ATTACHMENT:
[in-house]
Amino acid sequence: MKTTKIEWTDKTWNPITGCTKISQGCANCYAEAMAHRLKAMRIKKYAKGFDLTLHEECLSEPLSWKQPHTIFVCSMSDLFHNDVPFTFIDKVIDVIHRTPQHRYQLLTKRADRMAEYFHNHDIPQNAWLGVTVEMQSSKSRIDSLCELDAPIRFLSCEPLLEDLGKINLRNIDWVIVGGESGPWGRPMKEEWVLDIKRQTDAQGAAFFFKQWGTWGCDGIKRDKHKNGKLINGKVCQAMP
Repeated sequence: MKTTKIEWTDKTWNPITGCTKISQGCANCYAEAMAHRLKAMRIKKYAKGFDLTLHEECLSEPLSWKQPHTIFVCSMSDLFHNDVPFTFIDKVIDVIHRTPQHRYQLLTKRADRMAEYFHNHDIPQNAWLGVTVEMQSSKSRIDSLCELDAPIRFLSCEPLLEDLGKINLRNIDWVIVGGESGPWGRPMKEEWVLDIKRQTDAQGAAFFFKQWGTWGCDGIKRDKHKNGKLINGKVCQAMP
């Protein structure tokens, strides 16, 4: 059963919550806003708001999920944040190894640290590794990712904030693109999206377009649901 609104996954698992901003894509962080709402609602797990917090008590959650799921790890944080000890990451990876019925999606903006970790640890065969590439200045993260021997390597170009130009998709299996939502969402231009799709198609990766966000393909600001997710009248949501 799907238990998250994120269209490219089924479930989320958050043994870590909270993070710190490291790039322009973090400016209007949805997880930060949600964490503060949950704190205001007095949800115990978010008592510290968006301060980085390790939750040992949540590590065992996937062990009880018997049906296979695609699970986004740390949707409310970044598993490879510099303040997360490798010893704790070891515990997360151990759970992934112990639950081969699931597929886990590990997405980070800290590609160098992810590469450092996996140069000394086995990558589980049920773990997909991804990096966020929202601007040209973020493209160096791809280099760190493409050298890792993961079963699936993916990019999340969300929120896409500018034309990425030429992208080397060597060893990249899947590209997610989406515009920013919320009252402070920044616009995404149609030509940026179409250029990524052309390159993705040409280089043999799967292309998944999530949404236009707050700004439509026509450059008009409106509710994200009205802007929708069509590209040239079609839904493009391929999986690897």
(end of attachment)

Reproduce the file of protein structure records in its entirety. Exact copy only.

[in-house]
Amino acid sequence: MKTTKIEWTDKTWNPITGCTKISQGCANCYAEAMAHRLKAMRIKKYAKGFDLTLHEECLSEPLSWKQPHTIFVCSMSDLFHNDVPFTFIDKVIDVIHRTPQHRYQLLTKRADRMAEYFHNHDIPQNAWLGVTVEMQSSKSRIDSLCELDAPIRFLSCEPLLEDLGKINLRNIDWVIVGGESGPWGRPMKEEWVLDIKRQTDAQGAAFFFKQWGTWGCDGIKRDKHKNGKLINGKVCQAMP
Repeated sequence: MKTTKIEWTDKTWNPITGCTKISQGCANCYAEAMAHRLKAMRIKKYAKGFDLTLHEECLSEPLSWKQPHTIFVCSMSDLFHNDVPFTFIDKVIDVIHRTPQHRYQLLTKRADRMAEYFHNHDIPQNAWLGVTVEMQSSKSRIDSLCELDAPIRFLSCEPLLEDLGKINLRNIDWVIVGGESGPWGRPMKEEWVLDIKRQTDAQGAAFFFKQWGTWGCDGIKRDKHKNGKLINGKVCQAMP
């Protein structure tokens, strides 16, 4: 059963919550806003708001999920944040190894640290590794990712904030693109999206377009649901 609104996954698992901003894509962080709402609602797990917090008590959650799921790890944080000890990451990876019925999606903006970790640890065969590439200045993260021997390597170009130009998709299996939502969402231009799709198609990766966000393909600001997710009248949501 799907238990998250994120269209490219089924479930989320958050043994870590909270993070710190490291790039322009973090400016209007949805997880930060949600964490503060949950704190205001007095949800115990978010008592510290968006301060980085390790939750040992949540590590065992996937062990009880018997049906296979695609699970986004740390949707409310970044598993490879510099303040997360490798010893704790070891515990997360151990759970992934112990639950081969699931597929886990590990997405980070800290590609160098992810590469450092996996140069000394086995990558589980049920773990997909991804990096966020929202601007040209973020493209160096791809280099760190493409050298890792993961079963699936993916990019999340969300929120896409500018034309990425030429992208080397060597060893990249899947590209997610989406515009920013919320009252402070920044616009995404149609030509940026179409250029990524052309390159993705040409280089043999799967292309998944999530949404236009707050700004439509026509450059008009409106509710994200009205802007929708069509590209040239079609839904493009391929999986690897």